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I am interested in astronomy/astrophysics, but I am not science major (I am a computer science graduate). Facts and results of the field are presented to the public without showing how these facts/results got known or inferred. And I have that curiosity to know how we know what we know about the universe (either observationally or mathematically).

So my question is, what book(s) do you recommend for someone who has knowledge of

  • algebra, trigonometry and geometry
  • college-level calculus
  • classical mechanics

and does not get intimidated by mathematical language?

I expect the book(s) to answer questions like (not necessarily all of the questions, but questions of the same level and kind as these):

  • How do we know how distant from the earth a celestial body (for example, a star) is?
  • How do we know the volume/mass of celestial bodies?
  • How do we know the materials that a planet is made of?
  • How do we know that our solar system orbits around the center of the galaxy?
  • How do we calculate the total mass of the galaxy?
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Before answering, please see our policy on resource recommendation questions. Please write substantial answers that detail the style, content, and prerequisites of the book, paper or other resource. Explain the nature of the resource so that readers can decide which one is best suited for them rather than relying on the opinions of others. Answers containing only a reference to a book or paper will be removed!

I think this should be community wiki. – user Jun 16 '11 at 12:03
This question brings to mind two old but mandatory quotes from Richard Feynman. And in the form of moving pictures, no less: here, and here. :) – Grant Thomas Jun 28 '11 at 17:34

Astrophysics is a big field. There are a variety of resources that you can use if you'd like to learn about how we know what we know. Most good textbooks will teach you this. In fact, I've even read a standard community-college level astronomy book (which contained basically no mathematics at all) that conceptually explained how we can infer certain things - the mass of stars in a binary system, the distance to objects using parallax, etc.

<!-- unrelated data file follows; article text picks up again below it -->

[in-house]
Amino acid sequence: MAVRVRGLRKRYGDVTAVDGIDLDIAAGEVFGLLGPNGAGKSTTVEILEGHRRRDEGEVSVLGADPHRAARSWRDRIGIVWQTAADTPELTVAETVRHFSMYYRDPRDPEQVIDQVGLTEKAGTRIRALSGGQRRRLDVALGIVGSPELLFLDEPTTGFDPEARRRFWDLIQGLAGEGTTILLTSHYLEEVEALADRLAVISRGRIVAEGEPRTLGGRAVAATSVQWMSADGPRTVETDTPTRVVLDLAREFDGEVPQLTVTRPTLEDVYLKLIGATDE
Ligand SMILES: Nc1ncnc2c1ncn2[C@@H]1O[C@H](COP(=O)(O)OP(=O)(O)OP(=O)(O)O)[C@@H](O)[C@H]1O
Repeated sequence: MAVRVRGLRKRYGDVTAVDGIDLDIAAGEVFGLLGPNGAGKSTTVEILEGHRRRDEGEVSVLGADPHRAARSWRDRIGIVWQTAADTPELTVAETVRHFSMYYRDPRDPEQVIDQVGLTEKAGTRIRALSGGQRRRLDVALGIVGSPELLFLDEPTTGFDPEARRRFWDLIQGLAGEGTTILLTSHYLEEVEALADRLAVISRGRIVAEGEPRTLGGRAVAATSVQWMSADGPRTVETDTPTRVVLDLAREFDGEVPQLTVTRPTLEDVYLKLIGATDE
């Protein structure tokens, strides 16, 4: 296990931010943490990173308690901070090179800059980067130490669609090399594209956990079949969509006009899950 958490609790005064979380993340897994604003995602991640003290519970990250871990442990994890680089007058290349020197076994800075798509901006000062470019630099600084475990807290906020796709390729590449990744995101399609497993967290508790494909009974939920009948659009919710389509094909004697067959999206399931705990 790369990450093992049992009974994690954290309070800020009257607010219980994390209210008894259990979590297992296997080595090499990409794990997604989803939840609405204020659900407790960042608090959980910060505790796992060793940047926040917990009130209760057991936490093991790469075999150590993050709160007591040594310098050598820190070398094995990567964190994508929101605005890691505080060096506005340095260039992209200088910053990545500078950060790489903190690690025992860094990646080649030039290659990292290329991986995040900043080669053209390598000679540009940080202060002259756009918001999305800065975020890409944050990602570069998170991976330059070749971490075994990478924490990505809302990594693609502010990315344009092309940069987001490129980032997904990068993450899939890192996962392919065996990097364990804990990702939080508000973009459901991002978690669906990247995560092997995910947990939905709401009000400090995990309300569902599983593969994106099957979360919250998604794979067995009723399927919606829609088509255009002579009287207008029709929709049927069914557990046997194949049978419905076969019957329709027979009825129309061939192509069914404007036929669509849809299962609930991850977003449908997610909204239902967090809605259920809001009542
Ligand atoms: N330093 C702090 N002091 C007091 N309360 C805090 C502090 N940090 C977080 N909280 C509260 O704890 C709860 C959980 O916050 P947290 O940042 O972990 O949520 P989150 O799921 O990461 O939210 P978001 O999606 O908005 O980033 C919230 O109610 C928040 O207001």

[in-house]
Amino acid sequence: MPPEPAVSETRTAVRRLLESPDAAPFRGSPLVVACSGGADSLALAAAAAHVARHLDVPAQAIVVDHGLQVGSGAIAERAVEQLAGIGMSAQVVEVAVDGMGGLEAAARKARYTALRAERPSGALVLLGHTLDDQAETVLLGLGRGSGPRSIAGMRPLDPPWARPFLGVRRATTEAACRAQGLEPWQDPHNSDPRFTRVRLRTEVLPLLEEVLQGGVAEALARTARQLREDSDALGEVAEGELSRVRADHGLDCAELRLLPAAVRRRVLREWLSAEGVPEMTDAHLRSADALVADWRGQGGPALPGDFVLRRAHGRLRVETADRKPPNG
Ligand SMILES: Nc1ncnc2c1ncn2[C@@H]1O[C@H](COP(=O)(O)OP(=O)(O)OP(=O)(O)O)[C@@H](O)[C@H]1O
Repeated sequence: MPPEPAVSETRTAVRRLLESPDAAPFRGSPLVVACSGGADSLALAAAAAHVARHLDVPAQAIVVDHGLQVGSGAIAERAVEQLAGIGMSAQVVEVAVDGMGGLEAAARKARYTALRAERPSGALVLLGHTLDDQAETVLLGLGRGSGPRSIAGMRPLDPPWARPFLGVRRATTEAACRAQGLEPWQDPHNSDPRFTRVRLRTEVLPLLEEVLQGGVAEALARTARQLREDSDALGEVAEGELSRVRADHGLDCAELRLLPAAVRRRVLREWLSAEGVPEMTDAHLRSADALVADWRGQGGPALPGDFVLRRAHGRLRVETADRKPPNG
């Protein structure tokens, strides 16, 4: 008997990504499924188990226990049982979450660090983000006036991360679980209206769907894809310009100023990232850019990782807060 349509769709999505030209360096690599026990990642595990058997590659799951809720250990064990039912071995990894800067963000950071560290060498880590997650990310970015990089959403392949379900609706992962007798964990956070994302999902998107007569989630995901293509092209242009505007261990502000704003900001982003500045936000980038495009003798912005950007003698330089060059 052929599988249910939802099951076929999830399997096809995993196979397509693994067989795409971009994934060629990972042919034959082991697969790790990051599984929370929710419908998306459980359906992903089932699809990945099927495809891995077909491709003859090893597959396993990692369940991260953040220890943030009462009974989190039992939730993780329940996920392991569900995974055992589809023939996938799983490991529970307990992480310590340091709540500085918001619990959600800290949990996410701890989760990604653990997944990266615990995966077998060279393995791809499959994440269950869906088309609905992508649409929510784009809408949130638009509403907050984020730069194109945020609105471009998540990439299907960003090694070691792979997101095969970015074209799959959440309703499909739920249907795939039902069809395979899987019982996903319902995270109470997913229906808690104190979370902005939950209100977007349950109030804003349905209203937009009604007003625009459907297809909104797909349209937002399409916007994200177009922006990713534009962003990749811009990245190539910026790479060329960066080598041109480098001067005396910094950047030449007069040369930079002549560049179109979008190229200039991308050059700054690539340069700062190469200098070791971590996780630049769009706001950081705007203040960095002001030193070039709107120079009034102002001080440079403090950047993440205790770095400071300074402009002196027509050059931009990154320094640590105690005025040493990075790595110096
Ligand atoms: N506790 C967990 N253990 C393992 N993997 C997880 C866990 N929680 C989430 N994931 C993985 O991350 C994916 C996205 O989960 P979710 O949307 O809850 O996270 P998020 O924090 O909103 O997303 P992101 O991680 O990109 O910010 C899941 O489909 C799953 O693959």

One textbook that I've heard many great things about is Introduction to Modern Astrophysics, by Carroll & Ostlie. It is a fairly large book, containing not only concepts but the mathematical techniques used to discover them.

If you want to learn about a highly specialized technique or discovery, oftentimes you can read the scientific journal article that published the finding. There are many online resources. A very good one is arXiv. For example, if you wanted to look into the discovery that Vega is a fast-rotating star, you might read this article that describes it.

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WHOA! Carroll & Ostlie was exactly what I was going to recommend. I know the scientific textbook field is a little smaller community than, say, vampire novels, but seeing that kind of thing still gets me. I used the first edition in my astrophysics-major-level intro astronomy class. I know there is at least a second edition. I think they refer to a decent number of the touchstone experiments in the field. The Michelson and Morley experiment is one thing, but other insights don't have such a neat genesis, having been built up gradually by lots of people. The answers you want might not exist. – Andrew Jun 14 '11 at 22:26
Carroll and Ostlie is a bit intimidating, but if you really want to understand Astronomy and Astrophysics, it is a very good reference text. Some also refer to it as BOB, the Big Orange Book. – acmshar Jun 16 '11 at 16:05

As a general rule, particularly in the sciences, the best people to ask for recommendations for books are second year graduate students in the field.

You really get to know how well you learned something when you need to use it; for example, in a class for which it is a prerequisite, and you get to know which references are the best when you need them. In the first few years of graduate school, you end up in classes with other students from a variety of different schools, who used a variety of different textbooks for the material needed for the undergraduate degree. Unless the students in a given department are particularly antisocial, after a year of classes together the group will have learned which undergrad textbooks are the most useful.

Yes, this applies even to introductory level textbooks.

It's out of date now, but when it was current Frank Shu's The Physical Universe was as good as I could find.

If there is a particular field you want to get "up to date" in, the Annual Review for astronomy and astrophysics is a great resource, but something you are likely to need a good library for.

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I tend to agree with Eric, Annual Reviews are the best for getting the whole scope of one or particular subject in astronomy. – Tigran Khanzadyan Jun 16 '11 at 10:36
Annual Review - very nice, I did not know about this. – voithos Jun 20 '11 at 5:32
Is it still worthwhile to really study Shu's book, or is it too old and will it fill my head with wrong information? – Jeroen Moons Feb 21 '13 at 13:55

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